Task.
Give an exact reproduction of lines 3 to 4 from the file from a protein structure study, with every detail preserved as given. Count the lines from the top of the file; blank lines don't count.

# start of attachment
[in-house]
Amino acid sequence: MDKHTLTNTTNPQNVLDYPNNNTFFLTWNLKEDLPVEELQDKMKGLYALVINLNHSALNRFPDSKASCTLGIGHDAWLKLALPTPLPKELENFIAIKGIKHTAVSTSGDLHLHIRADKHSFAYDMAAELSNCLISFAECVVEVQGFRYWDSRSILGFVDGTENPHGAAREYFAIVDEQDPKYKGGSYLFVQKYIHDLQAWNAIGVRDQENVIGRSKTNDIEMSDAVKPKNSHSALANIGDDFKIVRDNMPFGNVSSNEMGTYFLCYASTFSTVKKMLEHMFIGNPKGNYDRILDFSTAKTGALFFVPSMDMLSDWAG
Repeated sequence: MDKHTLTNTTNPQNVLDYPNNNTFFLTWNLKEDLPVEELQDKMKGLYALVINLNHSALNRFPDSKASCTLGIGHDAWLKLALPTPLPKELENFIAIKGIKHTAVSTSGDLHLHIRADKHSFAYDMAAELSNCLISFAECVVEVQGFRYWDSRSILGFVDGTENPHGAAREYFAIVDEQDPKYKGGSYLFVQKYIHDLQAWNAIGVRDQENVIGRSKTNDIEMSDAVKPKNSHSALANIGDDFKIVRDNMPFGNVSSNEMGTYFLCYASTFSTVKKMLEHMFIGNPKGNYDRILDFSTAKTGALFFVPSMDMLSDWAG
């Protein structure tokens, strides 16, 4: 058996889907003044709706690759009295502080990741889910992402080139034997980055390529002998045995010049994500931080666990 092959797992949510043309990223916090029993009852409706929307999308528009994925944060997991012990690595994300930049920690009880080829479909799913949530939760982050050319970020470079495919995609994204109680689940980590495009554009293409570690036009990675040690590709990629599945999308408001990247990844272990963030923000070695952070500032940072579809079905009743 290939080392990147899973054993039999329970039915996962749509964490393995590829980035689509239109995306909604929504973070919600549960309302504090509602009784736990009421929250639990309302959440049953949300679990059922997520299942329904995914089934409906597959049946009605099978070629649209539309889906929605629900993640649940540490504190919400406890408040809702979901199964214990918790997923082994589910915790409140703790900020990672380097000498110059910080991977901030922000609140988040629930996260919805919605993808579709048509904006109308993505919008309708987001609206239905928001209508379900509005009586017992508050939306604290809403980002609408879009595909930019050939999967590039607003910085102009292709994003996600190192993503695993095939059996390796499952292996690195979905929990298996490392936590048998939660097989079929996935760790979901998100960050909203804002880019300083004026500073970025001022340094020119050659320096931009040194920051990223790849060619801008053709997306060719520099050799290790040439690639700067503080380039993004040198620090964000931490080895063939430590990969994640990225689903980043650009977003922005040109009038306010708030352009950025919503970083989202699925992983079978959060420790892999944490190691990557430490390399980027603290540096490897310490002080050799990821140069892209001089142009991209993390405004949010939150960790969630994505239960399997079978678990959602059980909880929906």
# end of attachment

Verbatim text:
Repeated sequence: MDKHTLTNTTNPQNVLDYPNNNTFFLTWNLKEDLPVEELQDKMKGLYALVINLNHSALNRFPDSKASCTLGIGHDAWLKLALPTPLPKELENFIAIKGIKHTAVSTSGDLHLHIRADKHSFAYDMAAELSNCLISFAECVVEVQGFRYWDSRSILGFVDGTENPHGAAREYFAIVDEQDPKYKGGSYLFVQKYIHDLQAWNAIGVRDQENVIGRSKTNDIEMSDAVKPKNSHSALANIGDDFKIVRDNMPFGNVSSNEMGTYFLCYASTFSTVKKMLEHMFIGNPKGNYDRILDFSTAKTGALFFVPSMDMLSDWAG
């Protein structure tokens, strides 16, 4: 058996889907003044709706690759009295502080990741889910992402080139034997980055390529002998045995010049994500931080666990 092959797992949510043309990223916090029993009852409706929307999308528009994925944060997991012990690595994300930049920690009880080829479909799913949530939760982050050319970020470079495919995609994204109680689940980590495009554009293409570690036009990675040690590709990629599945999308408001990247990844272990963030923000070695952070500032940072579809079905009743 290939080392990147899973054993039999329970039915996962749509964490393995590829980035689509239109995306909604929504973070919600549960309302504090509602009784736990009421929250639990309302959440049953949300679990059922997520299942329904995914089934409906597959049946009605099978070629649209539309889906929605629900993640649940540490504190919400406890408040809702979901199964214990918790997923082994589910915790409140703790900020990672380097000498110059910080991977901030922000609140988040629930996260919805919605993808579709048509904006109308993505919008309708987001609206239905928001209508379900509005009586017992508050939306604290809403980002609408879009595909930019050939999967590039607003910085102009292709994003996600190192993503695993095939059996390796499952292996690195979905929990298996490392936590048998939660097989079929996935760790979901998100960050909203804002880019300083004026500073970025001022340094020119050659320096931009040194920051990223790849060619801008053709997306060719520099050799290790040439690639700067503080380039993004040198620090964000931490080895063939430590990969994640990225689903980043650009977003922005040109009038306010708030352009950025919503970083989202699925992983079978959060420790892999944490190691990557430490390399980027603290540096490897310490002080050799990821140069892209001089142009991209993390405004949010939150960790969630994505239960399997079978678990959602059980909880929906």